30. Verily I say unto you that this generation shall not pass till all these things be done. Heaven and earth shall pass away, but My words shall not pass away.
LUKE 21 (#Lu 21:5-30)
29. And He spake unto them a parable: Behold the fig tree, and all the trees, when they now shoot forth, ye see and know of your own selves that summer is now nigh at hand. So likewise ye, when ye see these things come to pass, know ye that the Kingdom of God is nigh at hand.
32. Verily I say unto you, This generation shall not pass away, till all be fulfilled. Heaven and earth shall pass away, but My words ahall not pass away.
No Sign of That Day. The Lord's People Must Always "Watch" and "Be Ready" MATTHEW 24 (#Mt 24:1-44)
36. But of that day and hour knoweth no man, no, not the angels of heaven, but My Father only.
37. But as the days of Noe were, so shall also the coming of the Son of man be. For as in the days that were before the flood they were eating and drinking, marrying and giving in marriage, until the day that Noe entered into the ark, and knew not until the flood came, and took them all away; so shall also the coming of the Son of man be.
40. Then shall two be in the field; the one shall be taken and the other left. Two women shall be grinding at the mill; the one shall be taken and the other left.
42. Watch therefore, for ye know not what hour your Lord doth come. But know this, that if the goodman of the house had known in what watch the thief would come, he would have watched, and would not have suffered his house to be broken up.
44. Therefore be ye also ready; for in such an hour as ye think not the Son of man cometh.
MARK 13 (#Mr 13:1-35)
32. But of that day and that hour knoweth no man, no, not the angels which are in heaven, neither the Son, but the Father. Take ye heed, watch and pray, for ye know not when the time is.
34. (For the Son of man is) as a man taking a far journey, who left his house, and gave authority to his servants, and to every man his work, and commanded the porter to watch.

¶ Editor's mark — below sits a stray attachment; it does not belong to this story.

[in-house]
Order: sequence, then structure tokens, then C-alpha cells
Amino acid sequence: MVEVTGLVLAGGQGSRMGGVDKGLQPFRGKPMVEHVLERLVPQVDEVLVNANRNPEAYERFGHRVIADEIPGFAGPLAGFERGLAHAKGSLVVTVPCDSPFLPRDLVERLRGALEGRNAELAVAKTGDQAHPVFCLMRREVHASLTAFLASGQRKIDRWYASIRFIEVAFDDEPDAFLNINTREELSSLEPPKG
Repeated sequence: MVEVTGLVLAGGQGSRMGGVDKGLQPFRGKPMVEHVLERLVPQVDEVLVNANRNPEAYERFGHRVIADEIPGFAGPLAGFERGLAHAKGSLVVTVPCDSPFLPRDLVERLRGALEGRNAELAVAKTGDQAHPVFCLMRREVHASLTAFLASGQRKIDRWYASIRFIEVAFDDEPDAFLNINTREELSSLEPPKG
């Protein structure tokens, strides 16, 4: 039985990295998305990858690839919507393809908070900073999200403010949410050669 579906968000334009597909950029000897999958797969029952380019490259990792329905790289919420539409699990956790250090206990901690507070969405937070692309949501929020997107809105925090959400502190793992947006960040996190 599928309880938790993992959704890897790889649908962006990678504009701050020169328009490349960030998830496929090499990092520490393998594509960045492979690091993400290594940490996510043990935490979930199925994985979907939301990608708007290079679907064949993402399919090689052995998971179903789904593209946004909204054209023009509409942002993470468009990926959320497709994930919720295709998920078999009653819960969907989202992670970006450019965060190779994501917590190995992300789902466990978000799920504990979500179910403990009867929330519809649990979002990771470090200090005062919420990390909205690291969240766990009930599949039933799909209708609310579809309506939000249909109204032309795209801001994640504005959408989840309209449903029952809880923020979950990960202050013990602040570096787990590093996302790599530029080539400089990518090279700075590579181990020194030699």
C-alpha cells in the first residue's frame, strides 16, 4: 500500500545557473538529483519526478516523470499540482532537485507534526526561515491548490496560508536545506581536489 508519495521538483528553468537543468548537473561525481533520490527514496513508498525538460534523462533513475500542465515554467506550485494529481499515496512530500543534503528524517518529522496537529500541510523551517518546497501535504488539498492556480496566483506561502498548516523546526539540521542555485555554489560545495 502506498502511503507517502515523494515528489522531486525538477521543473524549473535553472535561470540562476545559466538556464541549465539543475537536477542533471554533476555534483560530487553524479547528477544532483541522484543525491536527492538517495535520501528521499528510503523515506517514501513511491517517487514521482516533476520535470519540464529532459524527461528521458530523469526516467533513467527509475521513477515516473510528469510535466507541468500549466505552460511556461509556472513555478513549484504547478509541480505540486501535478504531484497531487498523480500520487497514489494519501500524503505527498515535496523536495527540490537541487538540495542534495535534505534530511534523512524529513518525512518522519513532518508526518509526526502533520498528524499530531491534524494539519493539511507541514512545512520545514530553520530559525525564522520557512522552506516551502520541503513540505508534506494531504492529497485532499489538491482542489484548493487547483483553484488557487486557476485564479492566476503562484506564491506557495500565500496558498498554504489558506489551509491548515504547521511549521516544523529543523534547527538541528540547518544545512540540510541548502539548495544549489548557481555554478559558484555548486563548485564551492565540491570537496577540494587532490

35. Watch ye therefore, for ye know not when the master of the house cometh, at even, or at midnight, or at the cockcrowing, or in the morning: lest coming suddenly he find you sleeping. And what I say unto you, I say unto all, Watch.
LUKE 21 (#Lu 21:5-30)
34. And take heed to yourselves, lest at any time your hearts be overcharged with surfeiting and drunkenness, and cares of this life, and so that day come upon you unawares. For as a snare shall it come on all them that dwell on the face of the whole earth.
36. Watch ye, therefore, and pray always, that ye may be accounted worthy to escape all these things that shall come to pass, and to stand before the Son of man. (Luke's account ends here, but the Lord's words concerning the days of Noe, and the days of Lot are found in Luke 17:26-30.)
[Note: Each account has an ending different from the others; yet the lesson is the same in each, namely that no definite "sign" would be given to show when the Lord was about to come again, but on the contrary His return would be entirely unexpected, as was the coming of the flood, and as is the coming of a thief. Hence the great importance to the Lord's people that they should always "watch," and "be ready also." Mark and Luke add "and pray." Luke mentions the things which are to be feared, and against which the saints are to watch--"surfeiting and drunkenness, and cares of this life."]
"WHEN YE SHALL SEE"
The reader will be well repaid for whatever time and effort he may expend in a diligent study and comparison of these three accounts of our Lord's prophecy. (It is the only utterance of any length whereof three separate accounts have been given us; and there must be a special reason for this.) But what we would emphasize at this point is that the section beginning "When ye shall see" (#Mt 24:12 Mr 13:14 Lu 21:20) manifestly refers, in each account, to one and the same event--the approaching destruction of Jerusalem. "The abomination of desolation standing in the holy place" (Matt. and Mk.) means the same thing as do the words "Jerusalem"--the holy city--"encompassed with armies" (the armies being the "abomination" which was to make the place a "desolation," #Lu 21:20). We will return to this interesting point.